Best and Palmisciano weren’t impressed with a lot of the what they saw — sad, short films full of alcoholic veterans popping pills and flashing back to the war in the desert. “That’s a narrative we want to break,” Best explains.

One of the short films was so bad that Best leaned over to his buddies and told them he was positive the filmmaker was a civilian. When the director came out to discuss his film, he admitted he’d never been to war.

Best confronted him about his lack of military experience. The director told Best he’d read Lone Survivor and felt that the book gave him a good idea of the veteran’s perspective. “It’s a good thing I have patience,” Best says.

Why Hollywood Can’t Make a Good Movie About the War on Terror 

Of all the bad military films in recent memory, Best and Palmisciano say Kathryn Bigelow’s 2008 megahit The Hurt Locker is the worst.

“This guy going off on a solo mission, putting his fellow soldiers in trouble, sneaking off base … I mean, not only is that stuff illegal and dangerous, it’s not in the best interests of the people around him,” Palmisciano explains.

“He’d be the worst soldier ever. If you had a platoon of those guys, it’d be a nightmare,” he continues. “I guess it makes for great cinema, but I don’t know anyone in the military who looks at that and thinks it was good. It’s everyone else.”

Best, Palmisciano and their friends made Range 15 for themselves and for the veteran community, but they also want to reach that “everyone else” who loved The Hurt Locker so much. It’s important to the creators that citizens see vets as, well, people.

Palmisciano thinks most Americans treat vets with kid gloves because they don’t know any. He tells me more than 10 percent of the population served during World War II. Now, it’s less than half of one percent.

“So you have more and more people who do not know [war],” he says. “That don’t have a vet who served in their family. So they’re left imagining.”

“Most people can’t imagine a situation where someone is trying to kill you,” Palmisciano continues. “Most people can’t imagine a situation where friends are killed, where you’re killing someone … and so they take that to the nth degree and say — ‘That’s such a horrible thing. I wouldn’t be able to handle it.’”

So the American public thinks vets come home scarred from seeing the horrors of war, take a bunch of drugs and then commit suicide. Palmisciano says that’s all wrong. “The kids and friend I served with that killed themselves have not done so because of what they’ve gone through in combat.”

Palmisciano tells me that the troops come home and feel unimportant and adrift in civilian life — soldiers with no mission. “They go from having the most important job in the world to having a normal job. They feel like their life is meaningless. They get depressed. They start drinking.”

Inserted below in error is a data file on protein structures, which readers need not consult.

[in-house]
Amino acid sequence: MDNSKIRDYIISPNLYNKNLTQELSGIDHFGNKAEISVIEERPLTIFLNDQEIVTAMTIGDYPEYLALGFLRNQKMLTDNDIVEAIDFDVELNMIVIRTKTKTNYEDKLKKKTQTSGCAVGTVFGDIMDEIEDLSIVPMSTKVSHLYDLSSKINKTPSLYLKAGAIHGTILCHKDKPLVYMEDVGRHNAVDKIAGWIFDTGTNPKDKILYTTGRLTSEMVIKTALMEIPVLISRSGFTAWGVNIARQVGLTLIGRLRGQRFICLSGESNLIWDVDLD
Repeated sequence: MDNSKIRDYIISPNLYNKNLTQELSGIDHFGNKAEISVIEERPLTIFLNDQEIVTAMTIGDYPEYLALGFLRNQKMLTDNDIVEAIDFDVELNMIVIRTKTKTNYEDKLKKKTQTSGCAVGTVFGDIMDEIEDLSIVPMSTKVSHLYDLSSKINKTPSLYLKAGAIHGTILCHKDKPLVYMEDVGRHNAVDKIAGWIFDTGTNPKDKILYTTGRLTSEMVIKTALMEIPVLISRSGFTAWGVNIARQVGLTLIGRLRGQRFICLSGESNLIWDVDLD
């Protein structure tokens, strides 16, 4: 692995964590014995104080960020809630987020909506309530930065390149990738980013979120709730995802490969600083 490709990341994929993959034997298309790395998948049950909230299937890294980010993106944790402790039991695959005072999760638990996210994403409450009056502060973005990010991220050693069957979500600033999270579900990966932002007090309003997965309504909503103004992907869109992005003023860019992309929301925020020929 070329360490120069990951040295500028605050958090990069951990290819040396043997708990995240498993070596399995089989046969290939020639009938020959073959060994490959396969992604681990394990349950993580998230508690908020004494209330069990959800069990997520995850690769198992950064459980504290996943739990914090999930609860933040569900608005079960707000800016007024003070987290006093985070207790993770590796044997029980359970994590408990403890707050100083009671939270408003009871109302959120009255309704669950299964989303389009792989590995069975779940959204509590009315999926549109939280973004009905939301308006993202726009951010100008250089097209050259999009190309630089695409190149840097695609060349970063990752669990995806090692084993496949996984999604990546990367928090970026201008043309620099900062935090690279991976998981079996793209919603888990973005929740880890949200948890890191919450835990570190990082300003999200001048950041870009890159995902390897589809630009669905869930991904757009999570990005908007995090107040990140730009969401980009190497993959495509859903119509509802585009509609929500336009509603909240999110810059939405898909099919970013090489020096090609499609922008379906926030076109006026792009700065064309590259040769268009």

“That’s when suicide typically happens,” he says. “That’s the playbook for veteran suicide. It’s not because war is horrible. It is horrible, and there are certainly people that can’t deal with that. But, in my experience, to a person, everyone who has committed suicide had problems fitting into civilian life because they were missionless.”

For Best, vets need a new mission and purpose when they come home, but too often society tells them they’re broken and medicates the problem away.

“That’s what we’re hoping to change,” Best explains. “It’s the lack of understanding about the military that hurts the veteran community. It’s not what people have seen, it’s when they come back and try to acclimate and find purpose in their life.”

“They’re treated like victims,” he continues. “That’s how general civilian society looks at us. They’re trying to throw you to the V.A. and give you pills and say that it’s O.K. to be depressed. It’s the completely wrong method,” he tells me.

Range 15 is just Best and Palmisciano’s latest mission. It won’t be their last. In fact, there’s already another movie in the works. Fans who sit through Range 15’s credits will see some behind-the-scenes footage from it.

‘Range 15’ Is Crude, Offensive Fun

Limbless veterans made up like zombies writhe on the ground. The camera moves through the crowd, moving from smiling face to grinning ghoul. Everyone is active, happy and impassioned.

Palmisciano tells me there are plans in the works to turn the footage into a separate, 90-minute feature. “To be able to show that to the world and show the positive way the [veteran community] came together to make this movie, in a lot of ways, is more special and more cool than the movie is,” he tells me.

As the conversation winds down, I ask them what we civilians can do to bust up the stereotypes and bridge the civilian-military divide. They both give me good advice — have an open mind and don’t prejudge.

When Palmisciano left the military, he went to business school at Duke University. “People treated me with kid gloves for a while,” he explains. “Because they had feelings about who I was supposed to be.”

He tells me his veteran status made the students assume he’d be an intolerant, right-wing jerk. “Have an open mind when you approach us,” Best tells me. “You’ll be surprised. A lot of veterans are educated and intelligent. Don’t generalize. I try not to do that with anyone else.”